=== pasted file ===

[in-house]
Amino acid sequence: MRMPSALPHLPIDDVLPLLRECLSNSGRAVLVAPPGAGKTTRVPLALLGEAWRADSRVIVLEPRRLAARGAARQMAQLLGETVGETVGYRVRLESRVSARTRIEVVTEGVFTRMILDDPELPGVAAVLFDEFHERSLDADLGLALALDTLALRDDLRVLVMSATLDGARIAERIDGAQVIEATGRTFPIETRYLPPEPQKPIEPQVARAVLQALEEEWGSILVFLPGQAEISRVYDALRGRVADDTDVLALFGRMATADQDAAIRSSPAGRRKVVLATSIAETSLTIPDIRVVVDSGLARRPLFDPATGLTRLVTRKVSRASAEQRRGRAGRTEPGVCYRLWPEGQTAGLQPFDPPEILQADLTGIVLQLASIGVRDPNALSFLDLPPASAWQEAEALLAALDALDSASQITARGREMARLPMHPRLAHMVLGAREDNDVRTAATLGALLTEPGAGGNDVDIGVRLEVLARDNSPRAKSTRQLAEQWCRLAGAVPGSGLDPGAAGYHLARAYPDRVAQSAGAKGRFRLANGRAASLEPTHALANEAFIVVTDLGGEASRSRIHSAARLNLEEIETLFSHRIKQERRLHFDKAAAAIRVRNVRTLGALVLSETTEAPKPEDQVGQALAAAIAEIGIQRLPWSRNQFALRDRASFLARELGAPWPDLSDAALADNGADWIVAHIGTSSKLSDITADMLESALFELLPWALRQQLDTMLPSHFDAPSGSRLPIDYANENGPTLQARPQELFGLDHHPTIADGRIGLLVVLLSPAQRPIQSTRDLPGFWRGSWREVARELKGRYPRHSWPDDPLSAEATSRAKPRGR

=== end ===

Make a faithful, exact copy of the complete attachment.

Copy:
[in-house]
Amino acid sequence: MRMPSALPHLPIDDVLPLLRECLSNSGRAVLVAPPGAGKTTRVPLALLGEAWRADSRVIVLEPRRLAARGAARQMAQLLGETVGETVGYRVRLESRVSARTRIEVVTEGVFTRMILDDPELPGVAAVLFDEFHERSLDADLGLALALDTLALRDDLRVLVMSATLDGARIAERIDGAQVIEATGRTFPIETRYLPPEPQKPIEPQVARAVLQALEEEWGSILVFLPGQAEISRVYDALRGRVADDTDVLALFGRMATADQDAAIRSSPAGRRKVVLATSIAETSLTIPDIRVVVDSGLARRPLFDPATGLTRLVTRKVSRASAEQRRGRAGRTEPGVCYRLWPEGQTAGLQPFDPPEILQADLTGIVLQLASIGVRDPNALSFLDLPPASAWQEAEALLAALDALDSASQITARGREMARLPMHPRLAHMVLGAREDNDVRTAATLGALLTEPGAGGNDVDIGVRLEVLARDNSPRAKSTRQLAEQWCRLAGAVPGSGLDPGAAGYHLARAYPDRVAQSAGAKGRFRLANGRAASLEPTHALANEAFIVVTDLGGEASRSRIHSAARLNLEEIETLFSHRIKQERRLHFDKAAAAIRVRNVRTLGALVLSETTEAPKPEDQVGQALAAAIAEIGIQRLPWSRNQFALRDRASFLARELGAPWPDLSDAALADNGADWIVAHIGTSSKLSDITADMLESALFELLPWALRQQLDTMLPSHFDAPSGSRLPIDYANENGPTLQARPQELFGLDHHPTIADGRIGLLVVLLSPAQRPIQSTRDLPGFWRGSWREVARELKGRYPRHSWPDDPLSAEATSRAKPRGR